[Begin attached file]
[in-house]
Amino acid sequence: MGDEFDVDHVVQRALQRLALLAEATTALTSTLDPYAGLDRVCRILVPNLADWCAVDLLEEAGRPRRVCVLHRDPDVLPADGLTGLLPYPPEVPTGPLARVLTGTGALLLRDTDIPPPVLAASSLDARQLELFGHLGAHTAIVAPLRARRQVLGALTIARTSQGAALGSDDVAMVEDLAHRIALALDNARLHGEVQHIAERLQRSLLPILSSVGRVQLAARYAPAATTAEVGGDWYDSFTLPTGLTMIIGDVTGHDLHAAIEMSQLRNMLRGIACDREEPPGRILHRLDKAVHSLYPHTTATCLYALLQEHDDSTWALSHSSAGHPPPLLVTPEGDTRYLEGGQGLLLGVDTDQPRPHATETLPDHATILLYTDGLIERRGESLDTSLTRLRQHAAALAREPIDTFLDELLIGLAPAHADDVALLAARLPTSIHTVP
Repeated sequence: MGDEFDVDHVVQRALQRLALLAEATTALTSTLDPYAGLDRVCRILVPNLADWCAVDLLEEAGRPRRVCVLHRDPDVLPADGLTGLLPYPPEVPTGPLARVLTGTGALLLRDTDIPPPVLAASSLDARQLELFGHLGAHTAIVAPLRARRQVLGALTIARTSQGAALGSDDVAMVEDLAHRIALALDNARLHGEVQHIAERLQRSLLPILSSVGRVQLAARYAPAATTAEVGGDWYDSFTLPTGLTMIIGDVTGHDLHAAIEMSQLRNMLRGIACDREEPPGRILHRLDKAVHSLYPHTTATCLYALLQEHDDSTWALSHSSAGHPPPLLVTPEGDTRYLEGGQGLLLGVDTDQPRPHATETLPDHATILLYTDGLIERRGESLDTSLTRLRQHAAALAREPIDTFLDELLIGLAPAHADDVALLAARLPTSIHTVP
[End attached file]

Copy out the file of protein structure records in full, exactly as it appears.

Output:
[in-house]
Amino acid sequence: MGDEFDVDHVVQRALQRLALLAEATTALTSTLDPYAGLDRVCRILVPNLADWCAVDLLEEAGRPRRVCVLHRDPDVLPADGLTGLLPYPPEVPTGPLARVLTGTGALLLRDTDIPPPVLAASSLDARQLELFGHLGAHTAIVAPLRARRQVLGALTIARTSQGAALGSDDVAMVEDLAHRIALALDNARLHGEVQHIAERLQRSLLPILSSVGRVQLAARYAPAATTAEVGGDWYDSFTLPTGLTMIIGDVTGHDLHAAIEMSQLRNMLRGIACDREEPPGRILHRLDKAVHSLYPHTTATCLYALLQEHDDSTWALSHSSAGHPPPLLVTPEGDTRYLEGGQGLLLGVDTDQPRPHATETLPDHATILLYTDGLIERRGESLDTSLTRLRQHAAALAREPIDTFLDELLIGLAPAHADDVALLAARLPTSIHTVP
Repeated sequence: MGDEFDVDHVVQRALQRLALLAEATTALTSTLDPYAGLDRVCRILVPNLADWCAVDLLEEAGRPRRVCVLHRDPDVLPADGLTGLLPYPPEVPTGPLARVLTGTGALLLRDTDIPPPVLAASSLDARQLELFGHLGAHTAIVAPLRARRQVLGALTIARTSQGAALGSDDVAMVEDLAHRIALALDNARLHGEVQHIAERLQRSLLPILSSVGRVQLAARYAPAATTAEVGGDWYDSFTLPTGLTMIIGDVTGHDLHAAIEMSQLRNMLRGIACDREEPPGRILHRLDKAVHSLYPHTTATCLYALLQEHDDSTWALSHSSAGHPPPLLVTPEGDTRYLEGGQGLLLGVDTDQPRPHATETLPDHATILLYTDGLIERRGESLDTSLTRLRQHAAALAREPIDTFLDELLIGLAPAHADDVALLAARLPTSIHTVP